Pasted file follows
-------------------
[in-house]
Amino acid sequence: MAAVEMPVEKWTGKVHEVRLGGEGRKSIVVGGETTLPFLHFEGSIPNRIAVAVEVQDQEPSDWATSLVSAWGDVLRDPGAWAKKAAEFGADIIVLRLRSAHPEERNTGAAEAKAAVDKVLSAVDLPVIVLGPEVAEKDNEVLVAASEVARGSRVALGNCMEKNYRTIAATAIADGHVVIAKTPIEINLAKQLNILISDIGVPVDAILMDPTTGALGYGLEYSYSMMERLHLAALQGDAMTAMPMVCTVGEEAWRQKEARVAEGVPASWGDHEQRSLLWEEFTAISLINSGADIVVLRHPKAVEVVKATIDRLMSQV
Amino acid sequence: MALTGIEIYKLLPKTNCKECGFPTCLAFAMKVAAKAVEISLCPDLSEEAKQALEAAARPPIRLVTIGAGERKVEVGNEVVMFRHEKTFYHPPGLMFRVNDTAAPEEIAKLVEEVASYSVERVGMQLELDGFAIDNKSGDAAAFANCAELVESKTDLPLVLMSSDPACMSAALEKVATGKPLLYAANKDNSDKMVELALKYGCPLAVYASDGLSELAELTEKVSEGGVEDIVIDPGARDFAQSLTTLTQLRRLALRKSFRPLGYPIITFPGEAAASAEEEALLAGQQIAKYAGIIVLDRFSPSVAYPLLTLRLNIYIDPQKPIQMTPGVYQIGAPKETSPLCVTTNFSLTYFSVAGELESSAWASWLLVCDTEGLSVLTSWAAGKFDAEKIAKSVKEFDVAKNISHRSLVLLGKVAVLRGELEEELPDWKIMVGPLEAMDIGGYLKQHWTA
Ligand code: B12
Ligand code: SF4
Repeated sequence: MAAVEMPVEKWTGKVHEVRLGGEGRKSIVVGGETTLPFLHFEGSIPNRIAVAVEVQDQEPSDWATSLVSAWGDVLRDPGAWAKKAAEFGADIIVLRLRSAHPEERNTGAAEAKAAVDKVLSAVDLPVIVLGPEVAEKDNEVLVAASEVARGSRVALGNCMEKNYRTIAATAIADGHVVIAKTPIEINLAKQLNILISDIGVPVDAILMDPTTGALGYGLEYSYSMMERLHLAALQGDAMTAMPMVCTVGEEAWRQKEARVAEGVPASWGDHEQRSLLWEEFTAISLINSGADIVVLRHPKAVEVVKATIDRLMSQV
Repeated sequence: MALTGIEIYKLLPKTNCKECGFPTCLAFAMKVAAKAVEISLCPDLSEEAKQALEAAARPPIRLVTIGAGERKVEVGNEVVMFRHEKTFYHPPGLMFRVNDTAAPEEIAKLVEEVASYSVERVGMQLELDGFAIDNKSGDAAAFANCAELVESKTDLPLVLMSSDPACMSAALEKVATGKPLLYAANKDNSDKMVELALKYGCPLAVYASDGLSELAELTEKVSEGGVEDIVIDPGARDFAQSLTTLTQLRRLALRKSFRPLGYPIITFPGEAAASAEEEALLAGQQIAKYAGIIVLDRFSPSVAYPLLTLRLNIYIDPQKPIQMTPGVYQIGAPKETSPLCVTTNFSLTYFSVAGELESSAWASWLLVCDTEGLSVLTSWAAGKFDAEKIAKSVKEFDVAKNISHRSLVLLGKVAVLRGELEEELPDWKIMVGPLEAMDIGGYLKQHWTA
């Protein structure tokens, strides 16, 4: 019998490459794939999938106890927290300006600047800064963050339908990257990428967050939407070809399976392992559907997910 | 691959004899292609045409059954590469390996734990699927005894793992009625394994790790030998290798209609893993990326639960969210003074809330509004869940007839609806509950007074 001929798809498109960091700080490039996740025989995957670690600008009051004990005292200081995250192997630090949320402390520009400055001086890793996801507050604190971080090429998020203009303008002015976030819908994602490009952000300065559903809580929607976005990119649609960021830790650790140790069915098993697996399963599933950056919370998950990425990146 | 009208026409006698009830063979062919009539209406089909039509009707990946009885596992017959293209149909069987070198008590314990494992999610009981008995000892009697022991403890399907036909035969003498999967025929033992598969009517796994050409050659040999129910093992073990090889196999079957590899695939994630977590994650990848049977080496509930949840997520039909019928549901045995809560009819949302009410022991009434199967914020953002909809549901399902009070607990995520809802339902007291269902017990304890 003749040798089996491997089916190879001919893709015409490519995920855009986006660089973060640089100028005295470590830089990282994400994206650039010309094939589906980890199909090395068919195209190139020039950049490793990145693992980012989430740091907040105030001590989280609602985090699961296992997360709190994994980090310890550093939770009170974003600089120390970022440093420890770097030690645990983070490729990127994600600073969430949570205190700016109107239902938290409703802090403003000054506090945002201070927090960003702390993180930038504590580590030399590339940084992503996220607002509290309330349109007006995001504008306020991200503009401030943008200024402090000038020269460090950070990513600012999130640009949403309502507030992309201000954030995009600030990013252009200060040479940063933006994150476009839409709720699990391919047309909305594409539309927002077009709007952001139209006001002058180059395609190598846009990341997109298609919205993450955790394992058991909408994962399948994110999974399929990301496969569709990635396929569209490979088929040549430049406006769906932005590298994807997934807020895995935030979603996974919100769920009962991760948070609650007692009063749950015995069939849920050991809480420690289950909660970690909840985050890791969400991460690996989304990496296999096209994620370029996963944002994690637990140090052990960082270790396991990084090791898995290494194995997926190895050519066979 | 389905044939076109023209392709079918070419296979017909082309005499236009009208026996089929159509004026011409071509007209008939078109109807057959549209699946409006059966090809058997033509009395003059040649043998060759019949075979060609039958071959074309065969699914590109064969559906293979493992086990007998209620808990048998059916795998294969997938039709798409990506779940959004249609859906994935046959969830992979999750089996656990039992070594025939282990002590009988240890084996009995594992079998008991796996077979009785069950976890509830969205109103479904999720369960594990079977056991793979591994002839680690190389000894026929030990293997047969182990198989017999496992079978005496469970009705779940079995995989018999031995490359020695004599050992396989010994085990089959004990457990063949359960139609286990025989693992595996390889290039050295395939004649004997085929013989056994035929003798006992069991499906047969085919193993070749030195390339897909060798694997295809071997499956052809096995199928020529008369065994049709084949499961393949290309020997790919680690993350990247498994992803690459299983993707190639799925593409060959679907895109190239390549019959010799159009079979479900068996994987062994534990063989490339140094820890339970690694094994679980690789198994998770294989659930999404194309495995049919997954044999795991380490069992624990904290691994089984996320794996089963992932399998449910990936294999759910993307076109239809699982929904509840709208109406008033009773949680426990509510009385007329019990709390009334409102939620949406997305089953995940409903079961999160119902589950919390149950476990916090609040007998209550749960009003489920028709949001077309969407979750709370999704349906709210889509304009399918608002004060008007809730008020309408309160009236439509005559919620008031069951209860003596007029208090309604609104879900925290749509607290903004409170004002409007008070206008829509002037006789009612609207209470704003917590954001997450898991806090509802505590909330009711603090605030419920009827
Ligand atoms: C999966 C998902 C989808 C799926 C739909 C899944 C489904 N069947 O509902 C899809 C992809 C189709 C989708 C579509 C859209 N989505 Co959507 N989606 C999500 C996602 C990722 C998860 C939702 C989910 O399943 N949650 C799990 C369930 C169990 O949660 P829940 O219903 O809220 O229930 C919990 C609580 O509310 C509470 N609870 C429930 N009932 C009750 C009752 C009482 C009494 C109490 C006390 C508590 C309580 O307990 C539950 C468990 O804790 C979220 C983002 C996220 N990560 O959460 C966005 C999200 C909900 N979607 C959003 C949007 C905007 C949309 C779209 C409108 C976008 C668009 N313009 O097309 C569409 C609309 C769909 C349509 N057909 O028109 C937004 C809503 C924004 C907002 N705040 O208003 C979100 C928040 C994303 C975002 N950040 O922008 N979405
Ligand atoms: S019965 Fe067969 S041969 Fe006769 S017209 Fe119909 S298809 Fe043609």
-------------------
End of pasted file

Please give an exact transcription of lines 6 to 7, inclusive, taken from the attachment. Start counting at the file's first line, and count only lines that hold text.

Repeated sequence: MAAVEMPVEKWTGKVHEVRLGGEGRKSIVVGGETTLPFLHFEGSIPNRIAVAVEVQDQEPSDWATSLVSAWGDVLRDPGAWAKKAAEFGADIIVLRLRSAHPEERNTGAAEAKAAVDKVLSAVDLPVIVLGPEVAEKDNEVLVAASEVARGSRVALGNCMEKNYRTIAATAIADGHVVIAKTPIEINLAKQLNILISDIGVPVDAILMDPTTGALGYGLEYSYSMMERLHLAALQGDAMTAMPMVCTVGEEAWRQKEARVAEGVPASWGDHEQRSLLWEEFTAISLINSGADIVVLRHPKAVEVVKATIDRLMSQV
Repeated sequence: MALTGIEIYKLLPKTNCKECGFPTCLAFAMKVAAKAVEISLCPDLSEEAKQALEAAARPPIRLVTIGAGERKVEVGNEVVMFRHEKTFYHPPGLMFRVNDTAAPEEIAKLVEEVASYSVERVGMQLELDGFAIDNKSGDAAAFANCAELVESKTDLPLVLMSSDPACMSAALEKVATGKPLLYAANKDNSDKMVELALKYGCPLAVYASDGLSELAELTEKVSEGGVEDIVIDPGARDFAQSLTTLTQLRRLALRKSFRPLGYPIITFPGEAAASAEEEALLAGQQIAKYAGIIVLDRFSPSVAYPLLTLRLNIYIDPQKPIQMTPGVYQIGAPKETSPLCVTTNFSLTYFSVAGELESSAWASWLLVCDTEGLSVLTSWAAGKFDAEKIAKSVKEFDVAKNISHRSLVLLGKVAVLRGELEEELPDWKIMVGPLEAMDIGGYLKQHWTA